We operate in a number of major geographic areas across the globe. We generate our international net sales, based upon customer location, primarily from customers located in Canada, Europe, Africa, Asia/Pacific, the Middle East, and India. Our international net sales totaled 62% and 58% of our consolidated net sales for the three months ended March 31, 2019 and 2018, respectively. No individual foreign country represented 10% or more of our consolidated net sales for the three months ended March 31, 2019 or 2018. See Note 11 to our consolidated financial statements for more information on our segments.


27



In addition to our internally funded research and development efforts, we also conduct research and development activities that are funded by our customers. These activities relate primarily to engineering studies, surveys, prototype development, program management, and standard product customization. In accordance with accounting principles generally accepted in the United States of America, we account for customer-funded research as service revenue, and we account for the associated research and development costs as costs of service and product sales. As a result, customer-funded research and development are not included in the research and development expense that we present in our statement of operations. The following table presents our total annual research and development effort, representing the sum of research costs of service and product sales and the operating expense of research and development as described in our statement of operations. Our management believes this information is useful because it provides a better understanding of our total expenditures on research and development activities.
 
Three Months Ended March 31,
 
2019
 
2018
 
(in thousands)
Research and development expense presented on the statement of operations
$
3,868

 
$
3,934

Costs of customer-funded research and development included in costs of service sales
1,048

 
675

Total consolidated statements of operations expenditures on research and development activities
$
4,916

 
$
4,609


Critical Accounting Policies and Significant Estimates

The discussion and analysis of our financial condition and results of operations are based upon our consolidated financial statements, which have been prepared in accordance with accounting principles generally accepted in the United States. The preparation of these financial statements requires us to make estimates and judgments that affect the reported amounts of assets and liabilities, sales and expenses, and related disclosure at the date of our financial statements. Our significant accounting policies are summarized in Note 1 to the consolidated financial statements in our annual report on Form 10-K for the year ended December 31, 2018.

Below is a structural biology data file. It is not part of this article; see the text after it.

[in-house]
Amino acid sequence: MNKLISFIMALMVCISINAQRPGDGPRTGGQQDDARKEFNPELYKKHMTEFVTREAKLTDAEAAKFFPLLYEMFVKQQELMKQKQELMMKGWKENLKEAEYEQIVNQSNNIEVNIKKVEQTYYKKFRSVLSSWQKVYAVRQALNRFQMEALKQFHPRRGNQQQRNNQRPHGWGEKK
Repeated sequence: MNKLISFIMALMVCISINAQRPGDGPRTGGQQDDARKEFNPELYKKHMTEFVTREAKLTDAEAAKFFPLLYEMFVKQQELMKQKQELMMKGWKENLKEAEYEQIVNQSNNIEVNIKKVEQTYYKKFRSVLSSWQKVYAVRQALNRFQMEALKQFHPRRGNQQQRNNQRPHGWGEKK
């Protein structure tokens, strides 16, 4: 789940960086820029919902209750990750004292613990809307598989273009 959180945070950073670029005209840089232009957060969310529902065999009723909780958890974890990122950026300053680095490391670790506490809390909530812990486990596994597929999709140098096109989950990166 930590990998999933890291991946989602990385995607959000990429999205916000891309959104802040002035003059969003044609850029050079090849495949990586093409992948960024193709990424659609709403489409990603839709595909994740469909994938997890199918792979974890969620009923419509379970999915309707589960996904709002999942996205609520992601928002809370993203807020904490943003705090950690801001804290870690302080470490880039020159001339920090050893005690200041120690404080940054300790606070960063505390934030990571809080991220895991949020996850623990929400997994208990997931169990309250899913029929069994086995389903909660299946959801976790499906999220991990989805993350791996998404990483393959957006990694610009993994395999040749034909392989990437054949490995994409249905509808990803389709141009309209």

As described in our annual report on Form 10-K for the year ended December 31, 2018, our most critical accounting policies and estimates upon which our consolidated financial statements were prepared were those relating to revenue recognition, valuation of accounts receivable, valuation of inventory, valuations and purchase price allocations related to business combinations, expected future cash flows including growth rates, discount rates, terminal values and other assumptions and estimates used to evaluate the recoverability of long-lived assets and goodwill, estimated fair values of long-lived assets, including goodwill, amortization methods and periods, certain accrued expenses and other related charges, stock-based compensation, contingent liabilities, key valuation assumptions for its share-based awards, estimated fulfillment costs for warranty obligations, tax reserves and recoverability of our net deferred tax assets and related valuation allowance. We have reviewed our policies and estimates and determined that these remain our most critical accounting policies and estimates for the three months ended March 31, 2019. We have updated our leasing policies in conjunction with our adoption of ASC 842 as of January 1, 2019, as further described in Note 19 to the accompanying financial statements.

Readers should refer to our annual report on Form 10-K for the year ended December 31, 2018 under “Management’s Discussion and Analysis of Financial Condition and Results of Operation—Critical Accounting Policies and Significant Estimates” for descriptions of these policies and estimates, as well as the notes to the consolidated financial statements included elsewhere within this report.

28



Results of Operations
The following table provides, for the periods indicated, certain financial data expressed as a percentage of net sales:
 
Three Months Ended
 
March 31,
 
2019
 
2018
Sales:
 
 
 
Product
32.2
 %
 
34.9
 %
Service
67.8

 
65.1

Net sales
100.0

 
100.0

Cost and expenses:
 
 

Costs of product sales
19.6

 
22.3

Costs of service sales
41.8

 
34.5

Research and development
9.7

 
9.8

Sales, marketing and support
23.3

 
22.3

General and administrative
20.2

 
19.1

Total costs and expenses
114.6

 
108.0

Loss from operations
(14.6
)
 
(8.0
)
Interest income
0.4

 
0.4

Interest expense
1.0

 
1.0

Other expense, net
(0.3
)
 
(0.7
)
Loss before income tax
(15.5
)
 
(9.3
)
Income tax expense
0.1

 
0.4

Net loss
(15.6
)%
 
(9.7
)%